Prunus spp. cherry, peach, plum, apricot, almond, etc. Rosaceae Leaves and seeds contain amygdalin, a cyanogenic glycoside. Many other Prunus species, such as peach (Prunus persica), plum (Prunus domestica), almond (Prunus dulcis), and apricot (Prunus armeniaca), also possess poisonous parts.[citation needed]  
Rheum rhaponticum rhubarb Polygonaceae The leaf stalks (petioles) are edible, but the leaves themselves contain notable quantities of oxalic acid, which is a nephrotoxic and corrosive acid present in many plants. Symptoms of poisoning include kidney disorders, convulsions, and coma, though it is rarely fatal. The LD50 (median lethal dose) for pure oxalic acid in rats is about 375 mg/kg body weight,[25] or about 25 grams for a 65-kilogram (143 lb) human. Although the oxalic acid content of rhubarb leaves can vary, a typical value is about 0.5%,[26] so almost 5 kg of the extremely sour leaves would have to be consumed to reach the LD50. Cooking the leaves with soda can make them more poisonous by producing soluble oxalates.[27] However, the leaves are believed to also contain an additional, unidentified toxin,[28] which might be an anthraquinone glycoside (also known as senna glycosides).[29] In the edible leaf stalks, the concentration of oxalic acid is much lower, contributing only about 2–2.5% of the total acidity, which is dominated by malic acid.[30] This means that even the raw stalks may not be hazardous (though they are generally thought to be in the US). However, the tart taste of the raw stalks is so strong as to be unpalatable to most consumers.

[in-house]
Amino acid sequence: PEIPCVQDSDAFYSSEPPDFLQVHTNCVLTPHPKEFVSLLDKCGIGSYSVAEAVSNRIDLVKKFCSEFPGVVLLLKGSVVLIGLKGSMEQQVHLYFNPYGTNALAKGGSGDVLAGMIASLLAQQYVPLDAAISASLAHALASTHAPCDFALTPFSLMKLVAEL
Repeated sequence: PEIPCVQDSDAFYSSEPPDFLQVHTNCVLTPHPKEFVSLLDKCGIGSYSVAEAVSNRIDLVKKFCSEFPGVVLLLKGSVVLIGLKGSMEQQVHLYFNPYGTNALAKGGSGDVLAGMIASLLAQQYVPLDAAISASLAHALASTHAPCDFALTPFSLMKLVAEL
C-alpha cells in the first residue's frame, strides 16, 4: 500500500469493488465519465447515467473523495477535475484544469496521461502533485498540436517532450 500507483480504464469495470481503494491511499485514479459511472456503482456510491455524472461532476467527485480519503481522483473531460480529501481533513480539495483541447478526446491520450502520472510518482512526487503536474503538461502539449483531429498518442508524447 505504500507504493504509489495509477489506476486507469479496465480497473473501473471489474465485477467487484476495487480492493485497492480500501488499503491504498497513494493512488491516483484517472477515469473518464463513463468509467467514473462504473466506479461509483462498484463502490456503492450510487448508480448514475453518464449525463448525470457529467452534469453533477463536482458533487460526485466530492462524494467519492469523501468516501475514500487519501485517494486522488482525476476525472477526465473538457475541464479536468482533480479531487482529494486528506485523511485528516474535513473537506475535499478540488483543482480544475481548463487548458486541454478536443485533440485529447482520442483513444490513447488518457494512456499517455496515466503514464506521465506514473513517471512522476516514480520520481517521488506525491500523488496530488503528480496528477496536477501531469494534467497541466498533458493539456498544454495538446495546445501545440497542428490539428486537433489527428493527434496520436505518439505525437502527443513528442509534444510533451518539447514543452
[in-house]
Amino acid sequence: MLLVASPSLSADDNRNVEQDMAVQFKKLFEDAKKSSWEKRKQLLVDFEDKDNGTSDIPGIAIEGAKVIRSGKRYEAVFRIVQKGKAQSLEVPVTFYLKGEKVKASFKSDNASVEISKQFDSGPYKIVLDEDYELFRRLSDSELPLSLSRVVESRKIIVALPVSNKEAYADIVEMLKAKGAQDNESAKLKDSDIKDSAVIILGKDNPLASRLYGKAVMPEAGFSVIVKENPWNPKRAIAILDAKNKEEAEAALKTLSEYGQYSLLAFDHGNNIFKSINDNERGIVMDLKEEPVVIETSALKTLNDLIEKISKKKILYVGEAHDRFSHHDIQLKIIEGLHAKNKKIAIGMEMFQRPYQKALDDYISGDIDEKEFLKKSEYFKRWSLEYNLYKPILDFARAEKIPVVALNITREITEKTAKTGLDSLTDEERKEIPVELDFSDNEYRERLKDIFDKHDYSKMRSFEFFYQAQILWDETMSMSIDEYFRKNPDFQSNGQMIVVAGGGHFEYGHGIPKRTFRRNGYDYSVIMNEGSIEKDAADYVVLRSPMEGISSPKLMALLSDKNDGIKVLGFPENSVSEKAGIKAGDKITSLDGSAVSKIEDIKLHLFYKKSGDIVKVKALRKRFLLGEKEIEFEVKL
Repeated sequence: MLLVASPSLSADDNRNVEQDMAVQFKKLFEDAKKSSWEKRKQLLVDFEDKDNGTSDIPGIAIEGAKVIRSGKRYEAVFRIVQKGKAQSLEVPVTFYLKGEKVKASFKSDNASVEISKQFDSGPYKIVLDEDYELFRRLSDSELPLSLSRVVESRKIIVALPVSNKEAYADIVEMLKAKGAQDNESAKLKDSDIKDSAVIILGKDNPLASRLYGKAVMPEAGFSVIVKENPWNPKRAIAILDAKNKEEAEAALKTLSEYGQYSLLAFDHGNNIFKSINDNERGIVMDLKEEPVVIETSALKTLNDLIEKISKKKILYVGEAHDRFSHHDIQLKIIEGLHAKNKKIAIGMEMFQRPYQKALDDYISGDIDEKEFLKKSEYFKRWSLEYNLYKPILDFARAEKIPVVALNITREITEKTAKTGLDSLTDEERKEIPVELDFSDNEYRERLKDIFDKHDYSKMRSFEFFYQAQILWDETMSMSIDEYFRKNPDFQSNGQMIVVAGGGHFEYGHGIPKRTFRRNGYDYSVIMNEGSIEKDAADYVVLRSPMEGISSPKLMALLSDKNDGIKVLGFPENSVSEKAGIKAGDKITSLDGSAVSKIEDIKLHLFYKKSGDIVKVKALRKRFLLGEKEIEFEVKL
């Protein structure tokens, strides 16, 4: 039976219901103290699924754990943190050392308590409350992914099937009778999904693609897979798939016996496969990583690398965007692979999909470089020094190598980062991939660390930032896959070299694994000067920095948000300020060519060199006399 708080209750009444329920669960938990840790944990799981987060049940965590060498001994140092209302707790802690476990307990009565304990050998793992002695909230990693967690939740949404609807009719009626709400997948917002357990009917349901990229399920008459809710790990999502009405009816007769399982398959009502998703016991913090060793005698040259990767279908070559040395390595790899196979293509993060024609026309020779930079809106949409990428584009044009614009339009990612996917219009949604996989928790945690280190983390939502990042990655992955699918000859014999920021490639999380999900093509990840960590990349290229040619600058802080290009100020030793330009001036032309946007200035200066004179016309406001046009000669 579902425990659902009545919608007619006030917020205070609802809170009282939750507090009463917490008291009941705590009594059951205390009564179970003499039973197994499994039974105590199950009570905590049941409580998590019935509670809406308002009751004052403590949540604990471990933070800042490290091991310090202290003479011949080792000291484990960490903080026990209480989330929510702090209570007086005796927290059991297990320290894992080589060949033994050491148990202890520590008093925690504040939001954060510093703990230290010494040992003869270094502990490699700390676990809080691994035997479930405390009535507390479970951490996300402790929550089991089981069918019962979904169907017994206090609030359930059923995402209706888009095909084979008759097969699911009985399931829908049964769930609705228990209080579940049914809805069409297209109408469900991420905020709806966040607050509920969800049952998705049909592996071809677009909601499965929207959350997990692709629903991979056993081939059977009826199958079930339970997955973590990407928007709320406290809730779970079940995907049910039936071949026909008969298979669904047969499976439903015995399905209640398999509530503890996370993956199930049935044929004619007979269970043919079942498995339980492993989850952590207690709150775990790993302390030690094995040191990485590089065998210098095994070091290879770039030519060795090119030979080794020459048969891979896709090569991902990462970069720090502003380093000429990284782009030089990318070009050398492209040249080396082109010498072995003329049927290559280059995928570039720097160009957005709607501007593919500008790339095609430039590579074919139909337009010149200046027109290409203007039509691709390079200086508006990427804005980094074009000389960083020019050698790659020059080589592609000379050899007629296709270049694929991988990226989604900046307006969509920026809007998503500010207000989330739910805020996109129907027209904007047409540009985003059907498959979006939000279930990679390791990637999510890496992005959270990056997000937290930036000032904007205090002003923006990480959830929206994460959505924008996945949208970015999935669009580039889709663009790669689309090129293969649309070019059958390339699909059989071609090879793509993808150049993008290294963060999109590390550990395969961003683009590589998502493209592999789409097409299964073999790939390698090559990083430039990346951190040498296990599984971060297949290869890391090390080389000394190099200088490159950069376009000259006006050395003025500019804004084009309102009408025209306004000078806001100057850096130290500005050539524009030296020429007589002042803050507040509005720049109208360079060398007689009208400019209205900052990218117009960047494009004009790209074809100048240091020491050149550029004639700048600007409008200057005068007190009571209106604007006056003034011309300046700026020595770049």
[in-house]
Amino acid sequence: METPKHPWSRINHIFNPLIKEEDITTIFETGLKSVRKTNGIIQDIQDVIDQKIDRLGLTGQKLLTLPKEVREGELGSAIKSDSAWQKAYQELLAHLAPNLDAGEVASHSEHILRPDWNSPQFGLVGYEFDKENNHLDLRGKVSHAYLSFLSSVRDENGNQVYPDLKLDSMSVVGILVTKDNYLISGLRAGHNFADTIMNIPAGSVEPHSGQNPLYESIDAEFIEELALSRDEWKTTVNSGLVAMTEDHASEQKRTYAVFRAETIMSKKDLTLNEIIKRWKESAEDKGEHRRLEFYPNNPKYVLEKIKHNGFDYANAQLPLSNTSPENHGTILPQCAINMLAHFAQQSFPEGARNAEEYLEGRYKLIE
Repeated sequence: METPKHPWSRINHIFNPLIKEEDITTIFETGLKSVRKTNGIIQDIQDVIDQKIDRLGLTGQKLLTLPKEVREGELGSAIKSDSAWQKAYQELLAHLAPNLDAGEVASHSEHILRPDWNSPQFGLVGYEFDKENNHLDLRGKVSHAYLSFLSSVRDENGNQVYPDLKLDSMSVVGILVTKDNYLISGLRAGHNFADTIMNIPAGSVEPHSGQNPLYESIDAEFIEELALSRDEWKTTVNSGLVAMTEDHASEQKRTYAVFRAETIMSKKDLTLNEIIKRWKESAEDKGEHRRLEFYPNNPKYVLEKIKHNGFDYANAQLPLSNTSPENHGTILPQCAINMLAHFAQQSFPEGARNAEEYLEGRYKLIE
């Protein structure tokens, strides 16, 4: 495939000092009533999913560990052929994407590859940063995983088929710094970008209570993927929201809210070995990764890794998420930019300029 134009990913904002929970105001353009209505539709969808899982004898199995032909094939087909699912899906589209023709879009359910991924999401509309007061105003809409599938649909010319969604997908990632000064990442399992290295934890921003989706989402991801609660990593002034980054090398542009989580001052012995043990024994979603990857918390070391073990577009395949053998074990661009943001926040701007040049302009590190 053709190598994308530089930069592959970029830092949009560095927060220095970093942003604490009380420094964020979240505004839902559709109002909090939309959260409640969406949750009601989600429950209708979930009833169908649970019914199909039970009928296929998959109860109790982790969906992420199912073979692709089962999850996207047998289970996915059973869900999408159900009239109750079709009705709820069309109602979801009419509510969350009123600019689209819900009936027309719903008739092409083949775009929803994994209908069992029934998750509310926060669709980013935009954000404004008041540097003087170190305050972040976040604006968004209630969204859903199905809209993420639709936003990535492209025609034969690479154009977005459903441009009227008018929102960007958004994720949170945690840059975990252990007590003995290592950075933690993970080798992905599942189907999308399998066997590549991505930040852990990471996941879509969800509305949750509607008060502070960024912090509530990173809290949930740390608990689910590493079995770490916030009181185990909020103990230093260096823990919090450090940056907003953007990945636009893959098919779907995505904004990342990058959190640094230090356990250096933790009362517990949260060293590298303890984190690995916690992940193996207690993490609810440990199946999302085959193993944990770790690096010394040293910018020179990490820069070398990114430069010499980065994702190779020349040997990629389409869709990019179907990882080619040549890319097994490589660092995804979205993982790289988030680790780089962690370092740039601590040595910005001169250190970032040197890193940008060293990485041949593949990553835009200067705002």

Solanum lycopersicum tomato Solanaceae Like many other members of the nightshade family Solanaceae, tomato leaves and stems contain solanine, a glycoalkaloid which is toxic if ingested, causing digestive upset and nervous excitement. Use of tomato leaves as an herbal tea (infusion) has been responsible for at least one death.[31] Leaves, stems, and green unripe fruit of the tomato plant also contain small amounts of the poisonous alkaloid tomatine,[32] although levels are generally too small to be dangerous.[32][33] Ripe tomatoes do not contain any detectable tomatine.[32] Tomato plants can be toxic to dogs if they eat large amounts of the fruit or chew the plant material.[34]